WU: San Jose Taiko has always aimed to compose music representative of its current members. The opportunity to compose is open to all performers. Each composer, in fact every composition, will vary in the manner that a piece comes together — maybe a single pattern permeates and establishes a musical theme, a visual movement drives the rhythms that can be played, or a whole song is written based on a vivid dream. San Jose Taiko’s creative process gives time and space to a potential composer to experiment after building a strong foundation of performance skills based on our Four Principles: attitude, kata (form), musical technique, and ki (energy).

NBW: San Jose Taiko has partaken in some creative collaborations. It appears that you will be performing with both the Aswat Ensemble and Wesley Jazz Ensemble at the 45th anniversary concert on Sept. 21-22 at the Mexican Heritage Plaza. What can we expect from the concert?
FI and WU: This is a culmination of our year-long anniversary season as well as a celebration of 45 years. The first half of the show connects these collaborations to our roots of Asian American identity and civil rights movements of the early ‘70s when the group was born. Including excerpts of our recent collaborative work ties that history of the Japanese American experience with current events. The second half will be a treat especially for long-time fans as we perform a “45th Anniversary Megamix” of San Jose Taiko favorites. San Jose Taiko has arguably the largest repertoire of original taiko music in the world, here we’ll showcase 30 songs from our rich musical legacy.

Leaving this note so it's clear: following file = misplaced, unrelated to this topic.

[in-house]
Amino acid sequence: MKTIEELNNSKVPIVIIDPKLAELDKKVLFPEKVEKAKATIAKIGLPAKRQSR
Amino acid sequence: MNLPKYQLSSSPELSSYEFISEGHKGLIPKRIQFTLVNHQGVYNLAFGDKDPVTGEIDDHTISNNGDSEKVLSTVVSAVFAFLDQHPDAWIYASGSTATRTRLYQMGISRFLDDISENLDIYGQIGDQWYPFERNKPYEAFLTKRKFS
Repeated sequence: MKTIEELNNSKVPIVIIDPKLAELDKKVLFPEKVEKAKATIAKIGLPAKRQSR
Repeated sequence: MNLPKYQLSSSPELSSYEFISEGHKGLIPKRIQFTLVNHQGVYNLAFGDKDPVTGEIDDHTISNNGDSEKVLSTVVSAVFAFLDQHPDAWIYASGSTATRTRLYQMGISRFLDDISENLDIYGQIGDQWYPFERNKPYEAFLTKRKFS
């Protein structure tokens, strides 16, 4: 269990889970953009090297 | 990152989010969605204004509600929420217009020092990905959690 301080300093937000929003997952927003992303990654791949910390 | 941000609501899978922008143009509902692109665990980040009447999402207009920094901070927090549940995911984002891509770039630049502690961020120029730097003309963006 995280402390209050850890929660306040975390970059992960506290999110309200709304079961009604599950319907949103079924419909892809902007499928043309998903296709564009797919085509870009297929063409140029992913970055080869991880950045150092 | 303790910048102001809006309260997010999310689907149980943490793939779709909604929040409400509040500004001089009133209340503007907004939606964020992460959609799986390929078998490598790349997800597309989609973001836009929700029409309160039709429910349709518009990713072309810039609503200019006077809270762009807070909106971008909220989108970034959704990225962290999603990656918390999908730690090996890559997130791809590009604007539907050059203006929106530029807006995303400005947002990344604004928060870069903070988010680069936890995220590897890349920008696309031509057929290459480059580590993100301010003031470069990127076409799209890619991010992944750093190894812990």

NBW: What does the proposed Creative Center at Japantown Square mean for San Jose Taiko?
FI and WU: The Creative Center is a facility that is equivalent to the present and future artistic vision for San Jose Taiko. You may not know this, but San Jose Taiko has had to move locations 15 times in our long history. The facility stability of our future home in the Creative Center in Japantown presents an opportunity for transformative growth. The proximity of so many varied artists and arts groups will allow us to create, work, and learn from each other in an organic manner. The Center will build our capacity to do more and be more for San Jose Japantown, the City of San Jose, and beyond. Without the need to relocate, we plan to expand programs in a financially and philosophically responsible manner, ensuring a sustainable legacy and profound regional impact for generations to come.

NBW: Any other major plans in the coming years, leading up to the 50th anniversary of San Jose Taiko?
FI and WU: Can’t give away all our surprises but we can say the future looks bright. As we celebrate this milestone, we renew our commitment to engage diverse people and perspectives with our artistic excellence and tradition of innovation. We pledge to be thought leaders and role models as we inspire audiences to create a better world through cultural understanding, creative expression, and rhythmic heartbeat.

For more information on the San Jose Taiko’s 45th Anniversary Concert Sept. 21-22, visit

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The 2024 Films of Remembrance sheds light on the forced removal and incarceration of the Japanese American community into American concentration camps during World War II.